Sunday, January 28, 2018

On Coming Out (Again) and Moving On

“He defined your gay experience.”

Once again, even though we’ve only known each other three years and even though we don’t see each other that often, my friend Rob had made an almost off-hand comment that had frankly blown me away in its piercing insightfulness. Mark and I had met him and his husband, David, three (only three?) years ago on a beach in Maui, and they became good friends first to us and, since Mark’s passing, to me.

This particular comment was made the last time I was visiting them in San Francisco. Rob was folding laundry, intently listening as I was talking about my coming out seven years ago, meeting Mark, how my life changed when that happened, and how my life has changed since Mark’s death.

When I met Mark ten months after I made the decision to come out, that coming out process abruptly changed. Coming out, at least at the point of life when I finally did, is about a whole lot more than simply (simply?) saying to yourself and to others for the first time in your life that you’re gay. I had suppressed vast swaths of my personality for so many decades of my life that I felt that, for the first time, I was discovering who I truly was—or could be. 

Coming out also involved, for the first time in my life, exploring my sexuality, exploring the possibility of romantic relationships with other men. Though there was some of that before I met Mark, there wasn’t a lot. I’d only dated a few men before we met.

When I did meet Mark and fall in love with him, it was like I drew the “Advance to Go” card after I’d only moved a few spaces around the gay Monopoly board after just beginning the game. I hit the jackpot, finding a sexy, gorgeous, loving, beautiful man whom I could spend the rest of my life with, passing over all those stops and properties on the board that would have said things like, “Go on yet another date with a guy,” “Go through gay adolescence,” “Make lots of new gay friends,” or “Pursue an interest that you suppressed all your life.” 

I fell headlong not only into love, but also into a relationship with a man who seemed too good to be true, into in a life that certainly seemed to be too good to be true—but that was wrapped up entirely in and with him, especially after he was diagnosed with terminal cancer. Thus, when it all too quickly came to an end, I was left asking questions: What do I do now? Is this it? Is the game over? Is there anything left to experience, to find, to live, to discover about love or about me?

Back to Rob’s insight: Mark, and my life with him, had defined my “gay experience,” and gradually, over the months that followed his death, in between mourning the loss of him and all that we shared, I had to think about moving on. In a very real sense, my process of coming out, which had in very real ways been frozen when I met Mark, started again. And it was, and remains, bewildering at times.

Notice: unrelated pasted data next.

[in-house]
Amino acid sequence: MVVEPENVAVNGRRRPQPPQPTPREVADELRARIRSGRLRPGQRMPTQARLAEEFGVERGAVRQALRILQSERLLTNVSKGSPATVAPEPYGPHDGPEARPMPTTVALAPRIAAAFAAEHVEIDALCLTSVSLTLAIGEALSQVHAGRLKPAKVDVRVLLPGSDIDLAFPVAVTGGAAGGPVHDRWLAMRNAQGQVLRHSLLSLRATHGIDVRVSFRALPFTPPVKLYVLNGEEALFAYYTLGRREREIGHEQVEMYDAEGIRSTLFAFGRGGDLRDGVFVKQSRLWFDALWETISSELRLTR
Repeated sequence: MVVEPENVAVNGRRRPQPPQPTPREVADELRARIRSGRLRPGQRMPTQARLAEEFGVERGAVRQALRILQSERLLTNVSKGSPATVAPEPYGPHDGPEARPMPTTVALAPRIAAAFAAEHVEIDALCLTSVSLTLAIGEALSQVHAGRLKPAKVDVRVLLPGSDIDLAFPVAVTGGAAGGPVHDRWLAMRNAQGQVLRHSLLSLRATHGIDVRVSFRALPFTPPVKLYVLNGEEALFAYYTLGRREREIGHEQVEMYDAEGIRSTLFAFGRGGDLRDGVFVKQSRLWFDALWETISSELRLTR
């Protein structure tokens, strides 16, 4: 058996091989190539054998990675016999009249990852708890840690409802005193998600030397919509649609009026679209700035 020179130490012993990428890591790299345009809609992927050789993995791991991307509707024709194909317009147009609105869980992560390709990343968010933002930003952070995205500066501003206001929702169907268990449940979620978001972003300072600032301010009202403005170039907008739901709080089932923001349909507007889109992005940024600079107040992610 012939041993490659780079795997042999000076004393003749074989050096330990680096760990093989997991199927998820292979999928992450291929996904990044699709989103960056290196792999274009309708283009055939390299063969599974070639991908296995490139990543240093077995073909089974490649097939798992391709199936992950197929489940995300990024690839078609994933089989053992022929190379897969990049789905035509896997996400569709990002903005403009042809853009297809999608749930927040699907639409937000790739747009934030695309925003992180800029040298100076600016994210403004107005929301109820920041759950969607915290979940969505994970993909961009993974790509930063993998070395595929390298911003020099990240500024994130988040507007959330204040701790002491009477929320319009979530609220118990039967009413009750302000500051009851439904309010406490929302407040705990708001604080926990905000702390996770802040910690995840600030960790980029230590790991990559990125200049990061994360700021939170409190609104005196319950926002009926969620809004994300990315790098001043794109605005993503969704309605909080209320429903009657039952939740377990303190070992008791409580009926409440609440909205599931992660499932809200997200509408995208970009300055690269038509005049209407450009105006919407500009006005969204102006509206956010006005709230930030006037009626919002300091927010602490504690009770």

I now have to continue to define who I am, not only as a person, but as a gay man of a certain age. I have made efforts to make new friends – gay and straight – and that hasn’t always been easy. I have gone on a few dates, but haven’t really felt ready yet to open myself up to that world that is so mysterious and fraught with all sorts of things. I have explored interests, new and old, grateful for an opportunity to do so. I have issued physical challenges for myself and have just recently taken up swimming for the first time in over 45 years. I continue, as I always have, in my role as father to my children. Some days are really good and full. Other days, I look into the future and see nothing but uncertainty and, on bad days, emptiness.

And I think of something else Rob said to me on my recent visit. He has no idea how an offhand statement he made in the context of discussing his own life impacted me. It was just a phrase, actually one word. He said something about leading a “happy and fulfilling” life. Fulfilling. Fulfilling. Piercing realizations followed. For most of my life, I hadn't even considered whether or not my life was "fulfilling." I had simply done what was expected of me. Actually, I had abdicated to an organization--the LDS Church--the task of telling me what to do in order that I might live a “fulfilling” life. Fulfillment came from following the path that was set before me. Only it didn’t. Perhaps if I'd had a better sense of self, things would have been different. But I didn't.

Now—I suddenly realized—after coming out, after meeting Mark and living the dream for 4-1/2 years, after losing him and starting over, I get to choose. My gay experience, my human experience, is left for me to mold, craft and seek out. And in so doing, I get to seek fulfillment … on my terms, as me.


  1. Joseph, we are always coming out. Every one of us. You are fortunate in that, having had a great love and a great loss, continuing to come out gives you the opportunity to go deeper as well as wider.

    1. Thank you, Evangeline, for this thought-provoking perspective.